The subject of this week’s “Getting to know ADFI” blog is Adrian Stagg. When I approached Adrian with a request to set aside some time to answer my standard series of interview questions, he cleverly responded that binary answers only (yes or no) would hardly impinge on his workload.
1. What is your background?
Adrian started his career in public libraries. He spent twelve years in the Toowoomba Library and came to USQ on a contract as a Library Officer. He then became a Faculty Librarian for the Business Faculty before moving to the Digital Futures Institute last year.
With a bit of prompting I was able to extract some further details about Adrian’s educational background. “In amongst that”, he says “I completed a Bachelor of Arts (Library Information and Science) and a Master of Applied Science (Library and Information Management) externally through Charles Sturt University.”
Adrian completed his studies whilst working and simultaneously raising a family, which, he says, has enabled him to “empathise with a large portion of the student cohort here at USQ”.
2. What is your role at ADFI?
Adrian is a Learning Technologist at the Digital Futures Institute and he can’t resist, after answering this question, a witty remark about the fact that his answer to this question only required “two words”.
3. What projects are you most excited about?
Adrian is most excited about e-book readers because he is “interested in digital publishing”. He explains that this is an exciting development because it is simultaneously “widening participation in the higher education sector and building digital technology skills with people who would not normally have this opportunity”.
As an aside, Adrian also insists that iTunes U, for want of a better word, is “very cool!”
4. If you could be any superhero, who would it be?
“This is the problem—when one reads comic books, it opens up far too many possibilities”.
I have to warn you that, despite being a self-proclaimed geek who grew up on the likes of Star Wars and Batman, even I had never heard of the comic book heroes that Adrian produced in response to this question.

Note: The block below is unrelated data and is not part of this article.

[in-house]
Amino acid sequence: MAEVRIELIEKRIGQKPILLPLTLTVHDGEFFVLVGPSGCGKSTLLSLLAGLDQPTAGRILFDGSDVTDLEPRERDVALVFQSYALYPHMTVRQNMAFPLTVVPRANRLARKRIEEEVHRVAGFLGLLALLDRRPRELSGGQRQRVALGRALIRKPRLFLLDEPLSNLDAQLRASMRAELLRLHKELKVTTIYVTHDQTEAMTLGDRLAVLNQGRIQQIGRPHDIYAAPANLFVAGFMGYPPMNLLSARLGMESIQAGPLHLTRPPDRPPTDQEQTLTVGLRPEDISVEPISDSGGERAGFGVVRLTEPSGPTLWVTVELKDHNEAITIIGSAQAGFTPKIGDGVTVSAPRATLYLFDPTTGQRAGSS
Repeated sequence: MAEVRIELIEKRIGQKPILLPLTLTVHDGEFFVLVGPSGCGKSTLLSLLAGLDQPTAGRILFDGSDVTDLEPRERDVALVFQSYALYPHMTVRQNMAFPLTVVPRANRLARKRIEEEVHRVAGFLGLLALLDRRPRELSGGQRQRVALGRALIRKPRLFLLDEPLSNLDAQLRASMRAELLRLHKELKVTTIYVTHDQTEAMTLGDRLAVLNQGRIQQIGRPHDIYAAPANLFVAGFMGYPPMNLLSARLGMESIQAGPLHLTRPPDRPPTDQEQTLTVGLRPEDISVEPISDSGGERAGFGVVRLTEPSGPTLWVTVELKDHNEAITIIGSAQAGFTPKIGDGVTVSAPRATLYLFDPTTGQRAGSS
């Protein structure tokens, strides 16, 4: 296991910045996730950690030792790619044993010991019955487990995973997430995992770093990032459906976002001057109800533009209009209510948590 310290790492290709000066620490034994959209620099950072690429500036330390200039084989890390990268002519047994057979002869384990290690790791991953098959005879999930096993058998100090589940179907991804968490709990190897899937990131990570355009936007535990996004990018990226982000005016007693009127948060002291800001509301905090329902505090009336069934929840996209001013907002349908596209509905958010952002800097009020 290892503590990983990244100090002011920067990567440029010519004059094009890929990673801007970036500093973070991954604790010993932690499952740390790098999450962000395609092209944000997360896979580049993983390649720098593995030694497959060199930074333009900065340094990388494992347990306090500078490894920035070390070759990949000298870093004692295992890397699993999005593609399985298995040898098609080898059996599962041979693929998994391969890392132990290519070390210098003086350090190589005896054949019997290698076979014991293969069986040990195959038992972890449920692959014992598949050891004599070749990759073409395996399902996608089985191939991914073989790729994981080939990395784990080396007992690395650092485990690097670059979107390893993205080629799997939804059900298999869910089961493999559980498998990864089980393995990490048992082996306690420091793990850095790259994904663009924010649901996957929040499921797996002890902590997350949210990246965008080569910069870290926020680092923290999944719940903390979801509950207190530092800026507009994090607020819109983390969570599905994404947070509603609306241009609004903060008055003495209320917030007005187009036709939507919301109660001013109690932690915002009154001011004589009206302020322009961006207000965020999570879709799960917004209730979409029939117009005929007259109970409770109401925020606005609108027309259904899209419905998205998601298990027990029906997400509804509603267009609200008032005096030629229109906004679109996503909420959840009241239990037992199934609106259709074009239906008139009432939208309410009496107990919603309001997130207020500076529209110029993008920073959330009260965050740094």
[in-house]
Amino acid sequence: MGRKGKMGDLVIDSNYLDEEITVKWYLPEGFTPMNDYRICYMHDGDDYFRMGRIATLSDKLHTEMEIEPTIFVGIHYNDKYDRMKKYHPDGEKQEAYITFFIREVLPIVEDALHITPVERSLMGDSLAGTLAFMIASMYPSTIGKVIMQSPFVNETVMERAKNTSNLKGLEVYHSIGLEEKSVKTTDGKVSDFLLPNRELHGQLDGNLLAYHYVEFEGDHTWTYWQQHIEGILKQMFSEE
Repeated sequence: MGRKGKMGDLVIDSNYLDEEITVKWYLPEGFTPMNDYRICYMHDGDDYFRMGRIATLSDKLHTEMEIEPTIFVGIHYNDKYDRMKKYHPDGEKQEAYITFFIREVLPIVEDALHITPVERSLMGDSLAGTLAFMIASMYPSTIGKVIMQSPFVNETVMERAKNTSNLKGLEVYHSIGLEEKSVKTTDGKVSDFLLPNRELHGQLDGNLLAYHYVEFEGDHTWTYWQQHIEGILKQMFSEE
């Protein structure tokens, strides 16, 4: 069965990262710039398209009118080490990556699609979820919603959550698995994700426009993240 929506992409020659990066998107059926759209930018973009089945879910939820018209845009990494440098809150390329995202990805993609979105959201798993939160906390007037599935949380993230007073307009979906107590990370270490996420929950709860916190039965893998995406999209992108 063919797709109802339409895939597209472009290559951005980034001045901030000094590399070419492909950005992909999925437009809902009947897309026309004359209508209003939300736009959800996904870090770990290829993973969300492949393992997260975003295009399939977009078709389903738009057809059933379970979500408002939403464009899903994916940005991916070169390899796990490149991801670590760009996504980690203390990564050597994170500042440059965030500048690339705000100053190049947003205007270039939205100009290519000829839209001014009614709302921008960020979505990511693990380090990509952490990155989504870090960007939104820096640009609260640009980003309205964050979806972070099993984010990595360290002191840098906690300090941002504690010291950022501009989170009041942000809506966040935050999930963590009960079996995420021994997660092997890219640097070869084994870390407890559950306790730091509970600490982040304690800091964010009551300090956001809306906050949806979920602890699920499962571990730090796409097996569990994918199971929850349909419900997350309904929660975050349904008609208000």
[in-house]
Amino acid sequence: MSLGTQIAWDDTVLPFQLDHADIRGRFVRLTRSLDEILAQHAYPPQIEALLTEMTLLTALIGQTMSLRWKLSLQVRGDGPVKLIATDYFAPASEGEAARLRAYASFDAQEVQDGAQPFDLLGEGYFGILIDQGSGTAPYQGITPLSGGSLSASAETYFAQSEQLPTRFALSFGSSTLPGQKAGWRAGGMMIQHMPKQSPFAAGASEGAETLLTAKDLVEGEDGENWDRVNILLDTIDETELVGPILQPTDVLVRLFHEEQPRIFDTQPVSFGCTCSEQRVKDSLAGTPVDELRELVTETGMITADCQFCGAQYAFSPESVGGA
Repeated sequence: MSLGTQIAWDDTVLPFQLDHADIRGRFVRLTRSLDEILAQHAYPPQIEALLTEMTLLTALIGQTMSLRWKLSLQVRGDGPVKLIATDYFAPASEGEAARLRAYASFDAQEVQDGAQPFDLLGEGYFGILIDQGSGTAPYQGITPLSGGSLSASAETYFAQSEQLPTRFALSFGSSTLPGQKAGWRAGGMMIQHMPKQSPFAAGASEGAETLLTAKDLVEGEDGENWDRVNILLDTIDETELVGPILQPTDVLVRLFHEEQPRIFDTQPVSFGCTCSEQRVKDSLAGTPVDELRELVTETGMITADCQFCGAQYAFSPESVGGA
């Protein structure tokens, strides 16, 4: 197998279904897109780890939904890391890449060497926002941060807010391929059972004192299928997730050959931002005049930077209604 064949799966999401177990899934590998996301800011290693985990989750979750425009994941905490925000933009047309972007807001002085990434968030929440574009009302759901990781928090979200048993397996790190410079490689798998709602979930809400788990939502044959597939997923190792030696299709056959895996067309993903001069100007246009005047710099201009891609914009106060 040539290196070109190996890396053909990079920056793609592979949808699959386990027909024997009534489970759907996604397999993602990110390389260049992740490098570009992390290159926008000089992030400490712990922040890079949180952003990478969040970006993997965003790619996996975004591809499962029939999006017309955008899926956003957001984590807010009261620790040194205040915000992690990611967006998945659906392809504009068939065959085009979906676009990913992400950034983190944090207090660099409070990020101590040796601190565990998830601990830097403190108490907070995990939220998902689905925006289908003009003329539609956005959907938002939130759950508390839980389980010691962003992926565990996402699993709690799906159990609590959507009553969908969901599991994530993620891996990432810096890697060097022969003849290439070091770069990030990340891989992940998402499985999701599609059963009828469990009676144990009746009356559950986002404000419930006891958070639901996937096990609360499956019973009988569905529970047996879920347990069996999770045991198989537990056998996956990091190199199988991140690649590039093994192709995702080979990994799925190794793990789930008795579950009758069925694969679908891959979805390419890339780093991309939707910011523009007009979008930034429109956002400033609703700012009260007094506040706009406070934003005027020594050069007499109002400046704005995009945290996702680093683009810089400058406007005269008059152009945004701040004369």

After negotiating the breadth of scope available for this response (“Do I have to limit myself to one?”), Adrian settles on Cable, the former leader of X-Force. I know what many of you are thinking, and I guarantee that it is the same thing that I am also thinking, but fortunately Adrian does clarify his answer, although I am none the wiser as to whom this Cable actually is.
“Why would I want to be him?” Adrian asks (as if that’s the first question that came to mind). He would like to be Cable because “he’s a time traveller who knows what is going to hypothetically occur, but has to have the strength and intellect not to always intervene. He needs to see the big picture at all times and realises that, sometimes, good things come out of bad experiences. In the most recent issues, he’s also been struggling with being a father for the first time – he knows that he might not be the best person for the job, but does everything with his child in mind. I can relate to, and respect that.”
5. In what ways do you think Universities will be different in ten years’ time?
“The main thing will be how we actually regard knowledge and the impact of research. At the moment we have traditional methods such as electronic publishing, which doesn’t fit with the way information is currently generated.”
I should have known when I asked Adrian this question, as a member of the Digital Futures Institute, that he would have the capacity of foresight that seems to elude me. Perhaps he is more like Cable then he gives himself credit for.
Adrian also says that academic publishing, in particular, needs to take drastic steps to move business models forward and that most of this change “is going to be driven by student demand; and there’s a lesson for the entire higher education sector there, not just publishing.” Finally, Adrian suggests that we will have to do more around building students’ digital information and literacy skills in a society that is suffering from information overload.
Dr Amy Antonio, Research Associate